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I am looking into getting a DSLR so I can take better quality pictures some video(but not alot) at car shows. I am just curious, what yall use? I narrowed my choice down to Nikon D3100 or Canon T2i, I might consider a Canon 60D but that is a $1000+ camera (at least what I seen at stores)

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I am looking into getting a DSLR so I can take better quality pictures some video(but not alot) at car shows. I am just curious, what yall use? I narrowed my choice down to Nikon D3100 or Canon T2i, I might consider a Canon 60D but that is a $1000+ camera (at least what I seen at stores)

 

 

My wife likes to take photos so we've got a bunch of camera magazines laying around, and from what I've read the Nikon 3100 is a very good camera. Nice and light weight. For now, you'd be better off spending your money on good quality lenses than an expensive camera body. We've got a Nikon D700.

Edited by blkGT500nCA
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50d is great value for the money right now. sort out craigslist, ur'll find someone selling cause they lost interest or something, like only used few times. i found a 50d with kit 28-135mm for only $700 few month ago for a friend. the seller used only twice while taking a photo class but lost interest. so there are deals out there.

 

if u gonna go new, i go with the newest t3i.

 

i've had 5d, 40d, xti, and my current workhorse is a 50d. i am not a big fan buying new since every few month a newer model comes out. so i sort out deals like above mentioned.

 

the key to take good pics is the lens. invest in an L lens and u be set. i know its expensive but u only buy lens ONE time and not like the body.

 

take care, good luck buddy, if

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My wife has the cannon 20D and loves it.Like every one said the leans makes the differences.And we just bought a sony digital handy cam it records it full 1080 HD

and has a 80GB hard drive. It takes great videos and good still shots add fits in the palm of your hand.

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First, if you have any existing 35mm lenses you want to use stick with the same manufacturer but you should check that they are compatible. For Nikon most lenses work on most of the newer bodies. I highly encourage you to get a VR (Vibration Reduction) lens.

 

I have a Nikon D700. I like it because of the full size sensor that is incredible in low light and all of my old lenses work.

 

I'm scanning all my old slides and negatives and currently working on my 1979 Grand Canyon rafting trip. Boy, slide film - both Ektachrome and Kodachrome - on an old mechanical F2 sure turned out good.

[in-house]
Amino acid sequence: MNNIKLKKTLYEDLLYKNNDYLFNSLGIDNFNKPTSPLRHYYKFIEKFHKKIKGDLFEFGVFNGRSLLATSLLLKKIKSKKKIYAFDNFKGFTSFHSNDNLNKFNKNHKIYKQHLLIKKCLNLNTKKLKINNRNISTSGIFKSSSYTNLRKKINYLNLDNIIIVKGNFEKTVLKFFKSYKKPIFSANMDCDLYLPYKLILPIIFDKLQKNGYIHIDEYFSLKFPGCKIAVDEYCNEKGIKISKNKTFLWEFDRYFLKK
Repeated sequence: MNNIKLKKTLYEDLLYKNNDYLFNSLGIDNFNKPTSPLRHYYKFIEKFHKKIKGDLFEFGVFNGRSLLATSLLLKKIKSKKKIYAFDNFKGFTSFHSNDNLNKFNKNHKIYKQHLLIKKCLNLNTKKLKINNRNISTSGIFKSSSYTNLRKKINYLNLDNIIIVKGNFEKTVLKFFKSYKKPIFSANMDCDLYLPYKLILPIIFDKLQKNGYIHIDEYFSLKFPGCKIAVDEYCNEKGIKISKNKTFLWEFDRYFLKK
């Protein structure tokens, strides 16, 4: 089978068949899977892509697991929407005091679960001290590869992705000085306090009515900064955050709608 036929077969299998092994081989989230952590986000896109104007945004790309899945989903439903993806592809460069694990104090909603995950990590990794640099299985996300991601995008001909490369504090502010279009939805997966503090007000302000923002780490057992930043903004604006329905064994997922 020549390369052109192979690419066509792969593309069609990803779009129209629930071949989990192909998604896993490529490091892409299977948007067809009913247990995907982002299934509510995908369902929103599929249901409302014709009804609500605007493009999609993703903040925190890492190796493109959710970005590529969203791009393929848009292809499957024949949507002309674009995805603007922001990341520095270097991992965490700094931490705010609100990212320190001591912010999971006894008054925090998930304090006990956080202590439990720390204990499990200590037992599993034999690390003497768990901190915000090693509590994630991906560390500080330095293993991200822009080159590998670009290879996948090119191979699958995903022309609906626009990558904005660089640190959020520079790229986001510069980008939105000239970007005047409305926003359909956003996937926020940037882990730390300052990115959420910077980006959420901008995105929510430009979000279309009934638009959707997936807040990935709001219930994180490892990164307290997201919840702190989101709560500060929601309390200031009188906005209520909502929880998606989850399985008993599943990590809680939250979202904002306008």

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Look at the Sony A33 and A55. I just bought the A55. They both can take broadcast quality video. One of the reasons I bought the A55 is that it will auto focus while shooting video, the other brands can not. The A33 & A55 use translucent mirror technology which allows the camera to auto focus while shooting video. The camera is great and has gotten outstanding reviews.

Edited by dlangvardt
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if u gonna go new, i go with the newest t3i.

 

 

 

I been reading reports/reviews, most of say it says when it compared t2i to t3i, the reviews are in t2i favors, although the swing out display screen is nice on the t3i, but it is not a big need for me

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If you buy a DSLR at the store it will come with a lens. It'll probably be some kind of short to medium zoom. It'll be auto-focus too. That will do all you need for you to learn about the camera.

 

This will be true no matter what brand of camera you buy.

 

If you don't have any lenses then they will all be similar in features and cost. But you will be starting the lens lineage - once you choose you'll be locked to the brand for life. I'm a Nikon fan and have been since the 70's. Their lenses have great optics.

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as u are new to dslr, get a decent overall lens to start. most kit lens are the lowest grade. i personally would prefer buying the body and lens separately. once you get a good feel with that set up then u can upgrade. just like mods, u always gonna want a better lens after lens lol.

 

btw yeah not to much difference on the t2 and t3 but i was just saying if u gonna buy new in general, go with the newest one out there thats all. i have few friends with nikon d90's and they love it. so can't go wrong with either brand (canon or nikon).

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Pick the cameras that have the features and specs you are looking for in your price range, then go to the store and hold them. Play with all the controls. The one that feels the best is the one you should get. All of the cameras are so good these days it's unlikely you'll notice any difference in the photos (especially with decent glass).

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If you're used to a point-and-shoot then the size of the screen on the back will matter. If you treat it (like I do) as a 35mm camera, then it won't matter if you have a screen or not (nor what size it is) as you won't look at it (very often). You compose all of your pictures in the viewfinder not on the screen. As you become more familiar with exposure controls you won't even review the results. I turn mine off most of the time.

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